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TSA Says The United States is ‘Years Away’ From Abandoning 3-1-1 Airport Liquids Ban

TSA Says The United States is ‘Years Away’ From Abandoning 3-1-1 Airport Liquids Ban

a group of people wearing face masks

The Transporation Security Administration (TSA) has warned that the United States is still “years away” from abandoning the 3-1-1 airport security rule that limits the amount of liquids passengers are allowed to take through security checkpoints.

The TSA warning came just a day after UK officials announced plans to lift the onerous airport liquids ban at British airports by 2024. Britain’s Department for Transport (DfT) claims the relaxation is possible with the introduction of next-generation security screening equipment.

a woman wearing a mask and gloves standing in an airport

The same equipment – known as Computed Tomography (CT) x-ray systems are already in use at nearly 200 airports across the United States, but unlike its peers across The Pond, the TSA fears a full rollout of the machines could be years away.

Earlier this year, the TSA announced plans to spend $781.2 million on CT machines made by Analogic, providing 469 base and 469 full-size systems to airports across the country. The mammoth order was on top of a 2021 $200 million bill for 300 mid-sized units.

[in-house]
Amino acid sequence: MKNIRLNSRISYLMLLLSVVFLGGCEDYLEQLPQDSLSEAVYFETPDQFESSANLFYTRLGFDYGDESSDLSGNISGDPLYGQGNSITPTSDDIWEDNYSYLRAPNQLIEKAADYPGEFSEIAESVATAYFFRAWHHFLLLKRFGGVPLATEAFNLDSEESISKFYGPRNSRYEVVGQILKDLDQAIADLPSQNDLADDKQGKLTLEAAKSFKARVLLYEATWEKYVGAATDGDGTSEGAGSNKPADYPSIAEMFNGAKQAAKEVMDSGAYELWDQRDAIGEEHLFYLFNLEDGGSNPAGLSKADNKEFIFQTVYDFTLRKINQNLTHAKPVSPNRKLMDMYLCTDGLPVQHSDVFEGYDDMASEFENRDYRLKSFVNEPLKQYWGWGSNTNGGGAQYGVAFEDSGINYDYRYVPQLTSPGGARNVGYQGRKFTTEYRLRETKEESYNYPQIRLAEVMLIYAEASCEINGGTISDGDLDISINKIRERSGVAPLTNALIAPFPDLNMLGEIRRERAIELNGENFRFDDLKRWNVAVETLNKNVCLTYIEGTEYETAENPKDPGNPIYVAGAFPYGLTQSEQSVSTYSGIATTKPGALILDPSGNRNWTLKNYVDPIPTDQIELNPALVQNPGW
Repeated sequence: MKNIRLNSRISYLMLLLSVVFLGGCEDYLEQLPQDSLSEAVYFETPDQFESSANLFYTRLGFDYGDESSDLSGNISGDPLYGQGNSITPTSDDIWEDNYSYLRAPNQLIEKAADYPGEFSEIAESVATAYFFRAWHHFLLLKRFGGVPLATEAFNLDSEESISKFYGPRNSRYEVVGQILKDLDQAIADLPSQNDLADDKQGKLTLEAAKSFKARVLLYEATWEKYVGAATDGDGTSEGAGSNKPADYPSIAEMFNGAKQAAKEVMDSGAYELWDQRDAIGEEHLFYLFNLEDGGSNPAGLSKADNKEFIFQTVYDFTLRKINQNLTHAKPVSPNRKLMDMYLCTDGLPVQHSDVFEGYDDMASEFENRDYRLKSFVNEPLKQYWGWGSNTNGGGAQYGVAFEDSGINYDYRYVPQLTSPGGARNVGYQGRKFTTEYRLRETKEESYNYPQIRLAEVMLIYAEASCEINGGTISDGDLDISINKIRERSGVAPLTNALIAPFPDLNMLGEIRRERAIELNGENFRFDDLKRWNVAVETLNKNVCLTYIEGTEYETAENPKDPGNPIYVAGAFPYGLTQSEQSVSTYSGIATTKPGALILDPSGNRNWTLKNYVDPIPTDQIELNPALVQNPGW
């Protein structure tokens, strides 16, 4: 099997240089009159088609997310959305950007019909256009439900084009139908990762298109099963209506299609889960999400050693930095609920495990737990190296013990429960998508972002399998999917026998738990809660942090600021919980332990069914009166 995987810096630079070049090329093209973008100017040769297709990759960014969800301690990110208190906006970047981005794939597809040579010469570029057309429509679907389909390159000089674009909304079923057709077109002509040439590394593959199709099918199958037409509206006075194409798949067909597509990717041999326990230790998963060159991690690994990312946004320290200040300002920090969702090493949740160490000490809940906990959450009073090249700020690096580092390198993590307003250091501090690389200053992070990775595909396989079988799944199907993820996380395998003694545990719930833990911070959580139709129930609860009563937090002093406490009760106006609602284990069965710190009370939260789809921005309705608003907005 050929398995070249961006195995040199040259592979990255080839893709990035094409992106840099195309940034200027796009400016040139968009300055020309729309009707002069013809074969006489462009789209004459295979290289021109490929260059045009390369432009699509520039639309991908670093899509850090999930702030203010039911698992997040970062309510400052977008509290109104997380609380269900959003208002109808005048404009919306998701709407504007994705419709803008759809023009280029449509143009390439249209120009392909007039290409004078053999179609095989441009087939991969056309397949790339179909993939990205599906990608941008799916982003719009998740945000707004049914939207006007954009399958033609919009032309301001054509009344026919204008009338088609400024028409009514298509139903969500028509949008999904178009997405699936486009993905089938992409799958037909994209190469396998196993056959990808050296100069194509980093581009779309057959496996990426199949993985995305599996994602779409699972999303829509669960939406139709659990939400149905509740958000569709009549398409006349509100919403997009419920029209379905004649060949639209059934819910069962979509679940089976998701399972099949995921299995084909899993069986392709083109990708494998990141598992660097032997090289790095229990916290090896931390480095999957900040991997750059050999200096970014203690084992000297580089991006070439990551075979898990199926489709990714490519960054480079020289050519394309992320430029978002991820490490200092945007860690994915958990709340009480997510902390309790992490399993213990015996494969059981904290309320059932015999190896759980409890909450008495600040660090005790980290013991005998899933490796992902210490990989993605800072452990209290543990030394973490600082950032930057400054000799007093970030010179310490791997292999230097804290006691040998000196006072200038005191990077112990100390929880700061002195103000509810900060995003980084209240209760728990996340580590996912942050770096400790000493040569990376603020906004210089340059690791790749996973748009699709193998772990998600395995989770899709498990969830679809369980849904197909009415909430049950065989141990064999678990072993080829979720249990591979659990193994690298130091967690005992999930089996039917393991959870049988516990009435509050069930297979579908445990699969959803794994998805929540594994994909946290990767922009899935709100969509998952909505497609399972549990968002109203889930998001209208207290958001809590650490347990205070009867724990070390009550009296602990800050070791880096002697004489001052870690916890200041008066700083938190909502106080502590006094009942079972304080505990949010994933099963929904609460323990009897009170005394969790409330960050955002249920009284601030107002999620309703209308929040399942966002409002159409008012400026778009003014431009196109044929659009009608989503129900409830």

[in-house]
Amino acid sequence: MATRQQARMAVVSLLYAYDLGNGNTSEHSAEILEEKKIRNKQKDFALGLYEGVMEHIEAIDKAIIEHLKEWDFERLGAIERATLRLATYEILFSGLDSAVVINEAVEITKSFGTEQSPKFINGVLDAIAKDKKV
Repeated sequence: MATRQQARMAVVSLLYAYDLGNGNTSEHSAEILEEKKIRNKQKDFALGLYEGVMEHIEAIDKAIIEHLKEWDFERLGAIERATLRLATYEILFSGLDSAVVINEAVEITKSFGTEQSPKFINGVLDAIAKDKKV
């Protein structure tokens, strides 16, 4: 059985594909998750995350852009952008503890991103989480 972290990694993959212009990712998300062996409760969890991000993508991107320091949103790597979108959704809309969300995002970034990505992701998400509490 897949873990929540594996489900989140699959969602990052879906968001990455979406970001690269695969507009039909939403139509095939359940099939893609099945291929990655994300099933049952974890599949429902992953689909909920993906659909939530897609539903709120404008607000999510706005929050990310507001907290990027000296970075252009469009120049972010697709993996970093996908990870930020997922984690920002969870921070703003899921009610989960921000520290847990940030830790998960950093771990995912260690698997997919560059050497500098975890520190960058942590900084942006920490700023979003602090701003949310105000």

CT scanners differ from traditional x-ray machines because they are able to create 3-D images of carry-on items and then use sophisticated algorithms to detect weapons, explosives and other prohibited items.

At airports already using the scanners, the TSA no longer requires passengers to remove liquids or large electronic items from their bags but passengers must still comply with the 3-1-1 (only 3.4-ounce or smaller sized containers are allowed in a single 1 quart-sized resealable bag per passenger.)

Despite hundreds of CT scanners set to be deployed within the next few years, it could still be a number of years before a full rollout at U.S. airports.

With fewer airports to equip, however, the British government has decided it can get its hands on enough CT scanners within the next two years to completely replace all older machines in operation. At that point, a new uniform security policy can be applied.

The DfT won’t completely lift liquids restrictions but will allow passengers to take up to two litres of liquids with them in their hand luggage. Passengers will not have to remove their liquids or large electronic items from their bags under the policy, which is being hailed as the “biggest shake-up of airport security rules in decades”.

The UK was the first country in the world to restrict liquids in hand luggage after British and American security services foiled a terrorist plot to blow up planes using liquid explosives hidden in soft drink bottles in 2006.

The existing rules have remained largely the same since they were introduced 16 years ago, although a few countries have either relaxed or completely lifted restrictions with the advent of new screening technology.

“The introduction of new screening technologies continues to play a significant role in the evolution of aviation security,” a TSA spokesperson told online publication Semafor but warned:

“While we have [CT scanners] deployed at more checkpoints, we are years away from announcing a change to the current liquids rule.”

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